Today, I’m interviewing my friend, Michele Lisenbury Christensen. A coach, speaker and teacher of teachers, she makes me howl laughing and think very deeply about things that matter. In part one we talk about the absolute necessity of all forms of teaching, the fear that holds us back from sharing what we know, and the TeachNow course she developed along with Jen Louden. Part two posts tomorrow.
You began your teaching, coaching and speaking at the age of 23. What made you think that you had something wonderful to share at such an early age?
At that point? Sheer arrogance. A passion for sharing what I did know and for improving my own life and the lives of those around me was part of it, too. But I think that’s part of why so many young people accomplish so much: we don’t know we can’t, so we can! I felt ageless. I felt like there were things I was learning (and it often felt like remembering, when I learned some piece of wisdom that resonated so deeply with me that it felt like coming home) that others could really benefit from and that the message mattered far more than the wetness behind the messenger’s ears.
How did you get started teaching? And after so many years, why do you still do it?
I did tutoring and other peer-teaching kinds of things from middle school onward. One of my first “classes” was in college, when my boyfriend gave me a Tony Robbins book over Christmas and when I got back after break, I gave my sorority sisters a seminar on establishing rapport using all the neuro-linguistic programming techniques in that book. I was so excited by what I’d read, I turned around and taught it within a 2 weeks of hearing about it. That’s still my impulse, much of the time. But I’ve learned that my best teaching certainly comes from things I’ve actually brought into my life and into my body and learned the ups and downs of, rather than my latest “learning thrill.” That said, it’s my studentship that fuels my teaching and always will: Teaching is the best way for me to learn, evolve, and truly integrate these things I’m fascinated by. With others in the room, and an agreement that I will guide and support them, I get this whole other dimension of learning and challenge that can’t be had solely through being a student. That’s the bald truth: I teach for my own evolution. Of course, I also love making a difference for others, and the synergy of learning together and watching as new connections and insights are born. And I love building community and profound support and intimacy among groups. That’s why I teach.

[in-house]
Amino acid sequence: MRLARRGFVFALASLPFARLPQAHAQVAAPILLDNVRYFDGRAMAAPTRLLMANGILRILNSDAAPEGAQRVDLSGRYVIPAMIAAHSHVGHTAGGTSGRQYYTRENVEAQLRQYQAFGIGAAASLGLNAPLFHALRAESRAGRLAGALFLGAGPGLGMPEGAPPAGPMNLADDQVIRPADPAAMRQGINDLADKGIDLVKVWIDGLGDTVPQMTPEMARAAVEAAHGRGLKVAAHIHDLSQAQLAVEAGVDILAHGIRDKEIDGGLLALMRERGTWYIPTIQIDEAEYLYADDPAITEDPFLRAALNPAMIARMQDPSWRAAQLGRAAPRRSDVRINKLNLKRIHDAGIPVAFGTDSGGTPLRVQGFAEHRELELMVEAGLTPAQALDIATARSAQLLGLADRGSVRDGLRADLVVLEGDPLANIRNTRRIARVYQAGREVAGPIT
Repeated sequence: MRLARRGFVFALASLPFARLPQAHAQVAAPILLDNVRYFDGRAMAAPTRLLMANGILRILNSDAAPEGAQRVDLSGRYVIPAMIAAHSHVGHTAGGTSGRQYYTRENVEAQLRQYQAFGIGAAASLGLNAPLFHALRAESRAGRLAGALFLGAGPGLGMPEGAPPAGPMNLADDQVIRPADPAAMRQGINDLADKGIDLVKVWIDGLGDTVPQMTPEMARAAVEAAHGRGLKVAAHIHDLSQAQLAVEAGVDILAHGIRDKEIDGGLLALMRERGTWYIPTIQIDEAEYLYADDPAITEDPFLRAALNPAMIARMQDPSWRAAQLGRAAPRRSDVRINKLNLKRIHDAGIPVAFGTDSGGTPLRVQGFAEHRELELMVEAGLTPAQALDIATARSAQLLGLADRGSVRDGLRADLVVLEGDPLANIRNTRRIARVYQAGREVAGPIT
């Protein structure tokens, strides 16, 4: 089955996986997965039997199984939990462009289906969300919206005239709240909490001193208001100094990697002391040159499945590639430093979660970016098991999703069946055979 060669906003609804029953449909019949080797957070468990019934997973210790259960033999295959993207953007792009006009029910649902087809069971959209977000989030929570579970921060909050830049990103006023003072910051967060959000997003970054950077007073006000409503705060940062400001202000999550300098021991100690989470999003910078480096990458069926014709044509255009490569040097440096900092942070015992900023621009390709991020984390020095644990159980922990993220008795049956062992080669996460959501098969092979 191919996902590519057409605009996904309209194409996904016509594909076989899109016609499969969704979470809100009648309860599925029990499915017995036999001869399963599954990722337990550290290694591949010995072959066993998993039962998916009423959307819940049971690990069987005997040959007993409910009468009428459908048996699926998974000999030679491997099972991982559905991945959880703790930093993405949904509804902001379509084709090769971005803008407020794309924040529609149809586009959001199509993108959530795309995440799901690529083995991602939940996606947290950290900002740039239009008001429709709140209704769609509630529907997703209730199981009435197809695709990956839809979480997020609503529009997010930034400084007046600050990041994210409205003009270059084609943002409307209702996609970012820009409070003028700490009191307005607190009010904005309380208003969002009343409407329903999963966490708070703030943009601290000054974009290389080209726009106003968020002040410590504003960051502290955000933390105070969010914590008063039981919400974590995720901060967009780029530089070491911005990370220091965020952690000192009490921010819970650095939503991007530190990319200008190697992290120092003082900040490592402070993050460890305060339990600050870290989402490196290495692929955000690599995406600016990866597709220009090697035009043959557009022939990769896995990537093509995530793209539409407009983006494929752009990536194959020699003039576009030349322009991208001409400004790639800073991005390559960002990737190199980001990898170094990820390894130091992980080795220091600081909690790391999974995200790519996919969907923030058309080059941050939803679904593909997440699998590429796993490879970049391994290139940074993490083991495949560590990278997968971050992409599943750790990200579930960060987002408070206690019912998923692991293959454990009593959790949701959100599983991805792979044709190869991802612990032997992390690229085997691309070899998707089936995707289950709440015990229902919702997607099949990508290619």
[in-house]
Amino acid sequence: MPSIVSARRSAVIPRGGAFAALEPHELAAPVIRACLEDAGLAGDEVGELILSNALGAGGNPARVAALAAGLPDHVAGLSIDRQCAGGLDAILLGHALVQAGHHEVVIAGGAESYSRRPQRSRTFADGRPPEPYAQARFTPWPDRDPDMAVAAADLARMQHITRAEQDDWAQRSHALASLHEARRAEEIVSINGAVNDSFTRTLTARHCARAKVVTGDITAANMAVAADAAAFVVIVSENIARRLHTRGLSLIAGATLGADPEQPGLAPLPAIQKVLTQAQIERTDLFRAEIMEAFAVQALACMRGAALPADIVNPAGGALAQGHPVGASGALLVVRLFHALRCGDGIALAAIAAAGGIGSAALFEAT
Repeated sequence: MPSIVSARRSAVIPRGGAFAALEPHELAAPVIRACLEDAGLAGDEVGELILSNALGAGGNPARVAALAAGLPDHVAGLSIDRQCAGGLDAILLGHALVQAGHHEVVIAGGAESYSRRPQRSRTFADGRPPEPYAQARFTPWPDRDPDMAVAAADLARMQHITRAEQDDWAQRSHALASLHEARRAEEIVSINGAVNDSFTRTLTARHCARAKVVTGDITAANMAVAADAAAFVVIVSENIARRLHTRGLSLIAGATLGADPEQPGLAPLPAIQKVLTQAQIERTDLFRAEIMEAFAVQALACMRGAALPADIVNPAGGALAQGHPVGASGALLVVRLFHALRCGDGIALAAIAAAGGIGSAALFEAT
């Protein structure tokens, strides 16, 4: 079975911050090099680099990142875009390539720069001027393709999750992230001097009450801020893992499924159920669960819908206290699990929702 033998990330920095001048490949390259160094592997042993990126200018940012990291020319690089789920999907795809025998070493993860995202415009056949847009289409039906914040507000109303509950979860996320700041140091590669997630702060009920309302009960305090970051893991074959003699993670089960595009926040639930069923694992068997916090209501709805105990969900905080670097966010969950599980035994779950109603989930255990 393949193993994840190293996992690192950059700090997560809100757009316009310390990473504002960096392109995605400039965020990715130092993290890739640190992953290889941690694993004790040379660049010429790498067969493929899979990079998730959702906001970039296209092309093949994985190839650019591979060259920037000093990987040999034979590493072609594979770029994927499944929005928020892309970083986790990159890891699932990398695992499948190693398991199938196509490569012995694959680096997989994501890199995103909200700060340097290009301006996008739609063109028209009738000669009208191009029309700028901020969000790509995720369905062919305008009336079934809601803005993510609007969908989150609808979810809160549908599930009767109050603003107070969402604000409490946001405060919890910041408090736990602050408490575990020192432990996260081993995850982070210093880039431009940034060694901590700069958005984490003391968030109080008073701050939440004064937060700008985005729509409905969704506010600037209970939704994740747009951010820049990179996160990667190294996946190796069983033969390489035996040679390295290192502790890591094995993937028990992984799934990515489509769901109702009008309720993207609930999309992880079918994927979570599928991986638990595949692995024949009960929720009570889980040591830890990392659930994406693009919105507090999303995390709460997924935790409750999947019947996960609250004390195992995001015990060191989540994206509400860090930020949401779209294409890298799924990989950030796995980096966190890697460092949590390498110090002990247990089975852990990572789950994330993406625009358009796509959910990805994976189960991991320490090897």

In your experience, why do most people resist teaching? What’s holding them back from sharing with and affecting others?
One of the biggest hold-backs for people who would be good teachers and have something to teach is – ironically – their own integrity. They want so much to serve with what they know (or what they’re learning or what they’re curious about, which are just as important as what they know, by the way!) but they run smack dab into our cultural myth of The Expert and they don’t feel like they measure up just yet. So they go back and try to learn more, get better, bide their time…. They don’t teach ’cause there’s a gap between who they think they’d need to be and who they think they are as a teacher.
Many people wait forever on the “not good enough yet” side of the gap. Others puff up, put on some bravado, and attempt to put forth the image “I AM AN EXPERT” and on that basis assume the teacher’s role. I did that in some subtle and not-so-subtle ways in the first decade or more of my teaching. Thought I had to know it all, so I became a know-it-all. But that takes a ton of energy. Wastes it, really. And you aren’t really available for true connection with students when you’re all puffed up.